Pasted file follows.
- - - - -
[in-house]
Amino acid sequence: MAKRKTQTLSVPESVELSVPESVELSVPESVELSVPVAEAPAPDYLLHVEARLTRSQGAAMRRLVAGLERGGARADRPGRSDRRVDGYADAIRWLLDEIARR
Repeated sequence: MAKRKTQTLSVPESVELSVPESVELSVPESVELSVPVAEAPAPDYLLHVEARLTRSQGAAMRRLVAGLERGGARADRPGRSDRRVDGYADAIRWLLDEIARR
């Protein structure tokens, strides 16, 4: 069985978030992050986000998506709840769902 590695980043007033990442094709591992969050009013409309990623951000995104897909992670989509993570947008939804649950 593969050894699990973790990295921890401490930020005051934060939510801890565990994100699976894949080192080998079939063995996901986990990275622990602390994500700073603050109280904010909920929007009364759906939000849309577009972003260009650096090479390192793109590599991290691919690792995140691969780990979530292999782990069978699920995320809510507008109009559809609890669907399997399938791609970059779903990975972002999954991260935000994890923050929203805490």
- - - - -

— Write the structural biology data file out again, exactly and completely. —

[in-house]
Amino acid sequence: MAKRKTQTLSVPESVELSVPESVELSVPESVELSVPVAEAPAPDYLLHVEARLTRSQGAAMRRLVAGLERGGARADRPGRSDRRVDGYADAIRWLLDEIARR
Repeated sequence: MAKRKTQTLSVPESVELSVPESVELSVPESVELSVPVAEAPAPDYLLHVEARLTRSQGAAMRRLVAGLERGGARADRPGRSDRRVDGYADAIRWLLDEIARR
């Protein structure tokens, strides 16, 4: 069985978030992050986000998506709840769902 590695980043007033990442094709591992969050009013409309990623951000995104897909992670989509993570947008939804649950 593969050894699990973790990295921890401490930020005051934060939510801890565990994100699976894949080192080998079939063995996901986990990275622990602390994500700073603050109280904010909920929007009364759906939000849309577009972003260009650096090479390192793109590599991290691919690792995140691969780990979530292999782990069978699920995320809510507008109009559809609890669907399997399938791609970059779903990975972002999954991260935000994890923050929203805490």